Boris Samuel

In 2004 the government of Mauritania admitted that for the past ten years its national macroeconomic and financial data had been falsified. This admission revealed a small part of the fraudulent practices that took place during the Taya era which ended in 2005. But it also showed that the economic management of this "good student" had become ensnared in true "bureaucratic anarchy". Beginning in 2005, when the democratic transition should have enabled the public administration's house to be put in order, reforms were often motivated by a desire to improve the image of the regime and were thus less than effective. Then, following the elections of 2007, and in the midst of financial scandals, the government developed a technocratic approach which alienated the Mauritanian public who perceived a power vacuum. A new coup d'etat occurred during the summer of 2008. The "Rectification Movement" of general Abdel Aziz acquired legitimacy as a result of its fight against terrorism in Sahel. Employing populist rhetoric and adopting the moral high ground in the fight against rampant corruption, the Movement favored lax management of resources and tight, even authoritarian, control of public finances.

Gilles Lepesant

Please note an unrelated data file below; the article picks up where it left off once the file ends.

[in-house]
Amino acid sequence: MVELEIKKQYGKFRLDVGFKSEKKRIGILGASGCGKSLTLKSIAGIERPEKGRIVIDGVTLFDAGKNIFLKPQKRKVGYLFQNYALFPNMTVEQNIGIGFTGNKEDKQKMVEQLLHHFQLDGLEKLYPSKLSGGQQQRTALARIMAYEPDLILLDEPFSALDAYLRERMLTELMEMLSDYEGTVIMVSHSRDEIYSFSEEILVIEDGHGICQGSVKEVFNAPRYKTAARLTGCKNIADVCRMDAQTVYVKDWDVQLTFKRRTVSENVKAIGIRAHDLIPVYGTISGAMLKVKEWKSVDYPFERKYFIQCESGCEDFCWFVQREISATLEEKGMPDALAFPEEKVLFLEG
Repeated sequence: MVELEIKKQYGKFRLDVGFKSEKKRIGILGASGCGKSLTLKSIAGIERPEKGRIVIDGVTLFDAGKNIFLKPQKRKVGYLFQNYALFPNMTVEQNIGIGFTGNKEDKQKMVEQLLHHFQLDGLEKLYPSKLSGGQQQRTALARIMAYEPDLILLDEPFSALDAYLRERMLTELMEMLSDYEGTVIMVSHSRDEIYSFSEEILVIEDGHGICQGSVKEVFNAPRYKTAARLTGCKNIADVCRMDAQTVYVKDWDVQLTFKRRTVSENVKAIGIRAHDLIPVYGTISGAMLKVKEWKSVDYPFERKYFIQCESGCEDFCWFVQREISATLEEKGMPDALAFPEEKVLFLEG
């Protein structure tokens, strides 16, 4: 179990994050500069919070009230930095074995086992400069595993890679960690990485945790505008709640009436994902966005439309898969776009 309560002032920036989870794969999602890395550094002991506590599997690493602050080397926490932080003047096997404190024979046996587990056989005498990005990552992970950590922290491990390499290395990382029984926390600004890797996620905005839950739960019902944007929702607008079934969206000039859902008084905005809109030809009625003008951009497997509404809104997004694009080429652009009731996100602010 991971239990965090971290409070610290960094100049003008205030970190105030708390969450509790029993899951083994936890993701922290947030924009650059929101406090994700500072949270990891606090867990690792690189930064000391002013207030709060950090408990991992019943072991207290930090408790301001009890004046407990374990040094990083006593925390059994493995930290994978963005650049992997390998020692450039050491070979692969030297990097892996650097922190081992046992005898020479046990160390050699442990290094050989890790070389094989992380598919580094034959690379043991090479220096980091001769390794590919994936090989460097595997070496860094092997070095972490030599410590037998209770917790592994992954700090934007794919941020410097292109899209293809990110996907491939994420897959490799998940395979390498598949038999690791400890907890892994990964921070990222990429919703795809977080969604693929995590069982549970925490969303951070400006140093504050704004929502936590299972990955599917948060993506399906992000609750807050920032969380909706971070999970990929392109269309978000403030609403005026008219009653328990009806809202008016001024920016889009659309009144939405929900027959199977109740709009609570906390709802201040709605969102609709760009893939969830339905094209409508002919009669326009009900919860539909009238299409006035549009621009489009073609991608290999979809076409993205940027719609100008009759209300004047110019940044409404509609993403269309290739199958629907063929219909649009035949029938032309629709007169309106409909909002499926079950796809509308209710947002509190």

The Central European model of development has until recently rested on a low interest rates, significant increases in consumption, heavy dependence on capital inflows, open markets especially towards Western Europe, and for some specialization in cyclical industries (automobiles). The crisis has highlighted on the one hand the growing divergence between the countries of Central Europe and on the other their high level of interdependence which has necessitated cooperation in their relations with the EU. While Western Europe is unlikely to experience a repeat of the 1930s, it is possible that recovery will prove illusory as it did between the two world wars. Witness the case of the automobile sector which became a major contributor to GDP and source of in Central Europe but whose future prospects are uncertain. Regional policies of which new member states are the beneficiaries should, in theory, encourage innovation, pro-employment policies, and sustainable development as means to ensuring recovery